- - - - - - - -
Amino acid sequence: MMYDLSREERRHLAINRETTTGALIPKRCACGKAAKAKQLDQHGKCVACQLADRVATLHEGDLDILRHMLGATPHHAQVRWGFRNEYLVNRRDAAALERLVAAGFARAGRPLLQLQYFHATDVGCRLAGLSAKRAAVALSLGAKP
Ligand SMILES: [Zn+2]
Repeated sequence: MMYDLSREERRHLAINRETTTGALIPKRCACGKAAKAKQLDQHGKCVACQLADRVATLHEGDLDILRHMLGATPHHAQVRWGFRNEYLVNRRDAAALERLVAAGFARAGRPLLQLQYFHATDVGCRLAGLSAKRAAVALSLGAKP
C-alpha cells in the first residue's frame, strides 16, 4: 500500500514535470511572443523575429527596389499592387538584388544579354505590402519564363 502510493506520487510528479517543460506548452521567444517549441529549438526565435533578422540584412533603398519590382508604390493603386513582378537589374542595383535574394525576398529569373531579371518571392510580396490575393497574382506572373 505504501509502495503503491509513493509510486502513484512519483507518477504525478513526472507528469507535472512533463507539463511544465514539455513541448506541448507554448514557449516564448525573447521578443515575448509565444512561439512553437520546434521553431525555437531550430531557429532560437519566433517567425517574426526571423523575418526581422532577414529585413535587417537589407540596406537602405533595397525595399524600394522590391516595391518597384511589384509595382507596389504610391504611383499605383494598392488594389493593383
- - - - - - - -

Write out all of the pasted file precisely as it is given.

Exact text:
Amino acid sequence: MMYDLSREERRHLAINRETTTGALIPKRCACGKAAKAKQLDQHGKCVACQLADRVATLHEGDLDILRHMLGATPHHAQVRWGFRNEYLVNRRDAAALERLVAAGFARAGRPLLQLQYFHATDVGCRLAGLSAKRAAVALSLGAKP
Ligand SMILES: [Zn+2]
Repeated sequence: MMYDLSREERRHLAINRETTTGALIPKRCACGKAAKAKQLDQHGKCVACQLADRVATLHEGDLDILRHMLGATPHHAQVRWGFRNEYLVNRRDAAALERLVAAGFARAGRPLLQLQYFHATDVGCRLAGLSAKRAAVALSLGAKP
C-alpha cells in the first residue's frame, strides 16, 4: 500500500514535470511572443523575429527596389499592387538584388544579354505590402519564363 502510493506520487510528479517543460506548452521567444517549441529549438526565435533578422540584412533603398519590382508604390493603386513582378537589374542595383535574394525576398529569373531579371518571392510580396490575393497574382506572373 505504501509502495503503491509513493509510486502513484512519483507518477504525478513526472507528469507535472512533463507539463511544465514539455513541448506541448507554448514557449516564448525573447521578443515575448509565444512561439512553437520546434521553431525555437531550430531557429532560437519566433517567425517574426526571423523575418526581422532577414529585413535587417537589407540596406537602405533595397525595399524600394522590391516595391518597384511589384509595382507596389504610391504611383499605383494598392488594389493593383